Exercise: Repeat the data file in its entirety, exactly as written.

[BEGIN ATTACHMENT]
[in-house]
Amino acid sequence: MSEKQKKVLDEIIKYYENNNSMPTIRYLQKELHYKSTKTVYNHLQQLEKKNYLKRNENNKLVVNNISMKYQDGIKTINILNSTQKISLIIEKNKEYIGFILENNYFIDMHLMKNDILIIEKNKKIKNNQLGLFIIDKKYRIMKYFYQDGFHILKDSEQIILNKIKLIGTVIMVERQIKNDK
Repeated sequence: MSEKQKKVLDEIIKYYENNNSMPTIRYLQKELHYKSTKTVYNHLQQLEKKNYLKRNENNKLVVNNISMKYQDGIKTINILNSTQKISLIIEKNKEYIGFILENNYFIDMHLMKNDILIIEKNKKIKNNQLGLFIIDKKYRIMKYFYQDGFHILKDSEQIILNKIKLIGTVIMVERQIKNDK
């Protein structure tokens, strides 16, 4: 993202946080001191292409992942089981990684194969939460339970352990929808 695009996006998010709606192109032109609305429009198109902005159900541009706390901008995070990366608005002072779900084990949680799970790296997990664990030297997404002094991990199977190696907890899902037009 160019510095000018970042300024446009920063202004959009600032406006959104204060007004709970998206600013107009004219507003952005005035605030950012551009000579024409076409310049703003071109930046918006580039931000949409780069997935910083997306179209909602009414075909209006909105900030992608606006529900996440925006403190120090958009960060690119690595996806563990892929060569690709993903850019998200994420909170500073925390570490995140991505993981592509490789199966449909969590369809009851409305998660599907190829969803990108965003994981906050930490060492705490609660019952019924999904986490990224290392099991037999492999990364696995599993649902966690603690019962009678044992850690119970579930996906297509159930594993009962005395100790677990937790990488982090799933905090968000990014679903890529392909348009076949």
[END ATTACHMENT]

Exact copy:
[in-house]
Amino acid sequence: MSEKQKKVLDEIIKYYENNNSMPTIRYLQKELHYKSTKTVYNHLQQLEKKNYLKRNENNKLVVNNISMKYQDGIKTINILNSTQKISLIIEKNKEYIGFILENNYFIDMHLMKNDILIIEKNKKIKNNQLGLFIIDKKYRIMKYFYQDGFHILKDSEQIILNKIKLIGTVIMVERQIKNDK
Repeated sequence: MSEKQKKVLDEIIKYYENNNSMPTIRYLQKELHYKSTKTVYNHLQQLEKKNYLKRNENNKLVVNNISMKYQDGIKTINILNSTQKISLIIEKNKEYIGFILENNYFIDMHLMKNDILIIEKNKKIKNNQLGLFIIDKKYRIMKYFYQDGFHILKDSEQIILNKIKLIGTVIMVERQIKNDK
């Protein structure tokens, strides 16, 4: 993202946080001191292409992942089981990684194969939460339970352990929808 695009996006998010709606192109032109609305429009198109902005159900541009706390901008995070990366608005002072779900084990949680799970790296997990664990030297997404002094991990199977190696907890899902037009 160019510095000018970042300024446009920063202004959009600032406006959104204060007004709970998206600013107009004219507003952005005035605030950012551009000579024409076409310049703003071109930046918006580039931000949409780069997935910083997306179209909602009414075909209006909105900030992608606006529900996440925006403190120090958009960060690119690595996806563990892929060569690709993903850019998200994420909170500073925390570490995140991505993981592509490789199966449909969590369809009851409305998660599907190829969803990108965003994981906050930490060492705490609660019952019924999904986490990224290392099991037999492999990364696995599993649902966690603690019962009678044992850690119970579930996906297509159930594993009962005395100790677990937790990488982090799933905090968000990014679903890529392909348009076949």